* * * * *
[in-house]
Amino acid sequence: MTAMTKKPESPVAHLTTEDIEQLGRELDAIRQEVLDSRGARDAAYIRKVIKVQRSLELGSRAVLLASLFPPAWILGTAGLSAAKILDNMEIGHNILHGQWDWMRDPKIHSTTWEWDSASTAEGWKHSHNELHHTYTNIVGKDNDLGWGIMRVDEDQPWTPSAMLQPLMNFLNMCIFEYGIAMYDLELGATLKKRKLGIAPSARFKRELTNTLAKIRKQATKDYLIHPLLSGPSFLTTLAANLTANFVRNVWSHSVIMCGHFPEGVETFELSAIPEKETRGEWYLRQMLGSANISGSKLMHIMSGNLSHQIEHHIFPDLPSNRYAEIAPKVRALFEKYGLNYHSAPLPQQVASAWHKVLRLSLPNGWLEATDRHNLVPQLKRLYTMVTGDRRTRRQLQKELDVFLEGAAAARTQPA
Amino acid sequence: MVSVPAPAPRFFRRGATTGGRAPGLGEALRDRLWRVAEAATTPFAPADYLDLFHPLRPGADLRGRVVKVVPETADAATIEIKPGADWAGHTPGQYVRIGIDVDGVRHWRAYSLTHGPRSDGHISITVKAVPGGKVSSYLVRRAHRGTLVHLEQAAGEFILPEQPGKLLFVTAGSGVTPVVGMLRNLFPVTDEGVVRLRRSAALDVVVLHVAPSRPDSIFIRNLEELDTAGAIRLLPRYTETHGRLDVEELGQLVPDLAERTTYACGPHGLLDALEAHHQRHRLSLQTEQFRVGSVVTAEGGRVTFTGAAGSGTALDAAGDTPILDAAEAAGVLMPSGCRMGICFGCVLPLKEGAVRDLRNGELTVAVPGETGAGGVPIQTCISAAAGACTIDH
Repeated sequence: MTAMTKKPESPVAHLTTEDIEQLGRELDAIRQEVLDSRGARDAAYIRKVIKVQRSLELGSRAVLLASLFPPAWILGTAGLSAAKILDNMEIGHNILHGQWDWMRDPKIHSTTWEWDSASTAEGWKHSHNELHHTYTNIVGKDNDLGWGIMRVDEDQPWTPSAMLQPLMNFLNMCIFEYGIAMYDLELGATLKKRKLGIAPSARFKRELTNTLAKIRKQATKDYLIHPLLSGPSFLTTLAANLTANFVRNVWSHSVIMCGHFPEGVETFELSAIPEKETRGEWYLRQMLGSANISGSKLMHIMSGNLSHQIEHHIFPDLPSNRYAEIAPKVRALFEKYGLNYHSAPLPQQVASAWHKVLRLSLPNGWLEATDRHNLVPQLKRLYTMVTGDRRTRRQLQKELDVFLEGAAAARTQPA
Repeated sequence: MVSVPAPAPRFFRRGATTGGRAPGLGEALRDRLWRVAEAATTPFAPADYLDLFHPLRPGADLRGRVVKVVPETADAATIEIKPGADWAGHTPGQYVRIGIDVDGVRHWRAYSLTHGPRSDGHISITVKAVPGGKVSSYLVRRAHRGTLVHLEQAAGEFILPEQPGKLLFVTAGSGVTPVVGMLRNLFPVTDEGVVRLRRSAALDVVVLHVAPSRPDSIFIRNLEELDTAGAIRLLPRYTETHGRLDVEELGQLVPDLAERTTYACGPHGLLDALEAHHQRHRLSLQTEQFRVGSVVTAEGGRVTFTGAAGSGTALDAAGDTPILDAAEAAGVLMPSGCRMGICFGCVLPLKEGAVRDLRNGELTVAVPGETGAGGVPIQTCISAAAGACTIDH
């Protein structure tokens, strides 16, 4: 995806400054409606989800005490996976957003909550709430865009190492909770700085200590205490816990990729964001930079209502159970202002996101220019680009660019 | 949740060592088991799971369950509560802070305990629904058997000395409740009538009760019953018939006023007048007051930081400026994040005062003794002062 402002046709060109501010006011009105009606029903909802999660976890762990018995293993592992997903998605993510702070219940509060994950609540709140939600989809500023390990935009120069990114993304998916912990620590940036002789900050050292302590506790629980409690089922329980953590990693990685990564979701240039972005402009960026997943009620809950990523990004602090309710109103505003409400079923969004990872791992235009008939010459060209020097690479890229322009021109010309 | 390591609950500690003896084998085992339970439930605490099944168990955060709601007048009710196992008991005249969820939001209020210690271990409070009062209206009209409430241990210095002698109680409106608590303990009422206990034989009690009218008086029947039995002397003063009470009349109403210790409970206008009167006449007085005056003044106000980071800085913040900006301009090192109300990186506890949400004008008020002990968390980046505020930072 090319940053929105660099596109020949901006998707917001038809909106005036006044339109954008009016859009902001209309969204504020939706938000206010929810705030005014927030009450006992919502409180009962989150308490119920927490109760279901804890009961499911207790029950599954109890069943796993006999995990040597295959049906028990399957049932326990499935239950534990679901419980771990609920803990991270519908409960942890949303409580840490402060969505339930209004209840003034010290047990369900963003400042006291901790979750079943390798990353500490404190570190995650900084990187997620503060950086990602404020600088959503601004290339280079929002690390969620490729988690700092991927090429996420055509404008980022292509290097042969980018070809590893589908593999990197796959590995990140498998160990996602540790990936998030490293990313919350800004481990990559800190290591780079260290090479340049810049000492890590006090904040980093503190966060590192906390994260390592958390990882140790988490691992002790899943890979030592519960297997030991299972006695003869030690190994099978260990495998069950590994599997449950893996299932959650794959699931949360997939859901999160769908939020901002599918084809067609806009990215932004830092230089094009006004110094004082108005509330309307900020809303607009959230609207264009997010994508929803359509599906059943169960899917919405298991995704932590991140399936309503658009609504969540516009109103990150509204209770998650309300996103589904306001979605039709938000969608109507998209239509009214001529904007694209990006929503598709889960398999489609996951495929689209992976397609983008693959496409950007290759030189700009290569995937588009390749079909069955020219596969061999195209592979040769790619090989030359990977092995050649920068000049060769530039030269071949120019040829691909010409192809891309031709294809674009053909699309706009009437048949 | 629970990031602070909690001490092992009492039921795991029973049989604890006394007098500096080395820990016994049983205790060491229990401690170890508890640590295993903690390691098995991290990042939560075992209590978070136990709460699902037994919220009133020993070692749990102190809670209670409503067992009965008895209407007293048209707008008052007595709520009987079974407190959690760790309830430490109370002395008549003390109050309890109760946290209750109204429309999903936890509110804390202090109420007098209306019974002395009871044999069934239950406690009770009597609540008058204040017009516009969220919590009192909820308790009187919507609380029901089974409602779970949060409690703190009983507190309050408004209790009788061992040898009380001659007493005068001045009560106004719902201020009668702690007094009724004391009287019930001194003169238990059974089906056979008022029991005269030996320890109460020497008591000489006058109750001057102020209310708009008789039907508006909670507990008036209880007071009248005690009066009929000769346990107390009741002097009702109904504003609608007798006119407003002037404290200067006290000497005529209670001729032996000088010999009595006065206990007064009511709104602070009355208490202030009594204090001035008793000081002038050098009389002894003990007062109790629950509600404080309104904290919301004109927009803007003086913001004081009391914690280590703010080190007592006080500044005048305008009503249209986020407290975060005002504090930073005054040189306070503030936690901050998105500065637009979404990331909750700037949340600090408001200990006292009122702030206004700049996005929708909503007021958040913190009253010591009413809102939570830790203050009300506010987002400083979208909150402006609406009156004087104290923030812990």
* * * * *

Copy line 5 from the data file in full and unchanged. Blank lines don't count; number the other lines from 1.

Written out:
Repeated sequence: MVSVPAPAPRFFRRGATTGGRAPGLGEALRDRLWRVAEAATTPFAPADYLDLFHPLRPGADLRGRVVKVVPETADAATIEIKPGADWAGHTPGQYVRIGIDVDGVRHWRAYSLTHGPRSDGHISITVKAVPGGKVSSYLVRRAHRGTLVHLEQAAGEFILPEQPGKLLFVTAGSGVTPVVGMLRNLFPVTDEGVVRLRRSAALDVVVLHVAPSRPDSIFIRNLEELDTAGAIRLLPRYTETHGRLDVEELGQLVPDLAERTTYACGPHGLLDALEAHHQRHRLSLQTEQFRVGSVVTAEGGRVTFTGAAGSGTALDAAGDTPILDAAEAAGVLMPSGCRMGICFGCVLPLKEGAVRDLRNGELTVAVPGETGAGGVPIQTCISAAAGACTIDH